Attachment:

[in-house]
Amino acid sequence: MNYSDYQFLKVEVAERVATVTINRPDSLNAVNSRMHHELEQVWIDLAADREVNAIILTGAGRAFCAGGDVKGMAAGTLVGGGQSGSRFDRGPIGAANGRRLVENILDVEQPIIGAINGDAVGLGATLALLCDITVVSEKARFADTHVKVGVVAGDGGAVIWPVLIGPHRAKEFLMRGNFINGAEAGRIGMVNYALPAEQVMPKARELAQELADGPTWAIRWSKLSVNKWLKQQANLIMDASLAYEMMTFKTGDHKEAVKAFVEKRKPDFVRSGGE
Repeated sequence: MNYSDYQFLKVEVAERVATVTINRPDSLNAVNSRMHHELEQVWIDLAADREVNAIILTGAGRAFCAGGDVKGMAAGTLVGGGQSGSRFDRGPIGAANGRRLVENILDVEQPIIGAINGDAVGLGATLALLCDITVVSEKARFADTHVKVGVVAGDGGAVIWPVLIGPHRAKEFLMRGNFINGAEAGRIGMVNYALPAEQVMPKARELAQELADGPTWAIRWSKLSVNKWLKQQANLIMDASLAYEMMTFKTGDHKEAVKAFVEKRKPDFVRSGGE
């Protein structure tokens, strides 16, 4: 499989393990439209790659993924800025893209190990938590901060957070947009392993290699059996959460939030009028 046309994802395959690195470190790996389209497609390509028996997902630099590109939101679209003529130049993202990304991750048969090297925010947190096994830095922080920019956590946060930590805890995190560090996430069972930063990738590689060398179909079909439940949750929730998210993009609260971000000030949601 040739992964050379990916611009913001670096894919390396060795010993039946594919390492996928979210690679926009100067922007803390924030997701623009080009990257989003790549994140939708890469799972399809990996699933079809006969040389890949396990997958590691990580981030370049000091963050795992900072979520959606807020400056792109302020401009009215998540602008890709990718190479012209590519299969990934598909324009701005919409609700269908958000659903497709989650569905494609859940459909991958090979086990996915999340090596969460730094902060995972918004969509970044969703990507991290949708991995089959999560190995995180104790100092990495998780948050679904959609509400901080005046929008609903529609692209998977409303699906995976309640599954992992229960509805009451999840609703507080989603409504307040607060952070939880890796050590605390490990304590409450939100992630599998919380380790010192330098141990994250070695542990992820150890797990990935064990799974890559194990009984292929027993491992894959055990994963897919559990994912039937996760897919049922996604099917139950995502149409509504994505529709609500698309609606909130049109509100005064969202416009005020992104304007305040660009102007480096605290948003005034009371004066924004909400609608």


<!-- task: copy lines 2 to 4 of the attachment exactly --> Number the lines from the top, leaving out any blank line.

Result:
Amino acid sequence: MNYSDYQFLKVEVAERVATVTINRPDSLNAVNSRMHHELEQVWIDLAADREVNAIILTGAGRAFCAGGDVKGMAAGTLVGGGQSGSRFDRGPIGAANGRRLVENILDVEQPIIGAINGDAVGLGATLALLCDITVVSEKARFADTHVKVGVVAGDGGAVIWPVLIGPHRAKEFLMRGNFINGAEAGRIGMVNYALPAEQVMPKARELAQELADGPTWAIRWSKLSVNKWLKQQANLIMDASLAYEMMTFKTGDHKEAVKAFVEKRKPDFVRSGGE
Repeated sequence: MNYSDYQFLKVEVAERVATVTINRPDSLNAVNSRMHHELEQVWIDLAADREVNAIILTGAGRAFCAGGDVKGMAAGTLVGGGQSGSRFDRGPIGAANGRRLVENILDVEQPIIGAINGDAVGLGATLALLCDITVVSEKARFADTHVKVGVVAGDGGAVIWPVLIGPHRAKEFLMRGNFINGAEAGRIGMVNYALPAEQVMPKARELAQELADGPTWAIRWSKLSVNKWLKQQANLIMDASLAYEMMTFKTGDHKEAVKAFVEKRKPDFVRSGGE
């Protein structure tokens, strides 16, 4: 499989393990439209790659993924800025893209190990938590901060957070947009392993290699059996959460939030009028 046309994802395959690195470190790996389209497609390509028996997902630099590109939101679209003529130049993202990304991750048969090297925010947190096994830095922080920019956590946060930590805890995190560090996430069972930063990738590689060398179909079909439940949750929730998210993009609260971000000030949601 040739992964050379990916611009913001670096894919390396060795010993039946594919390492996928979210690679926009100067922007803390924030997701623009080009990257989003790549994140939708890469799972399809990996699933079809006969040389890949396990997958590691990580981030370049000091963050795992900072979520959606807020400056792109302020401009009215998540602008890709990718190479012209590519299969990934598909324009701005919409609700269908958000659903497709989650569905494609859940459909991958090979086990996915999340090596969460730094902060995972918004969509970044969703990507991290949708991995089959999560190995995180104790100092990495998780948050679904959609509400901080005046929008609903529609692209998977409303699906995976309640599954992992229960509805009451999840609703507080989603409504307040607060952070939880890796050590605390490990304590409450939100992630599998919380380790010192330098141990994250070695542990992820150890797990990935064990799974890559194990009984292929027993491992894959055990994963897919559990994912039937996760897919049922996604099917139950995502149409509504994505529709609500698309609606909130049109509100005064969202416009005020992104304007305040660009102007480096605290948003005034009371004066924004909400609608």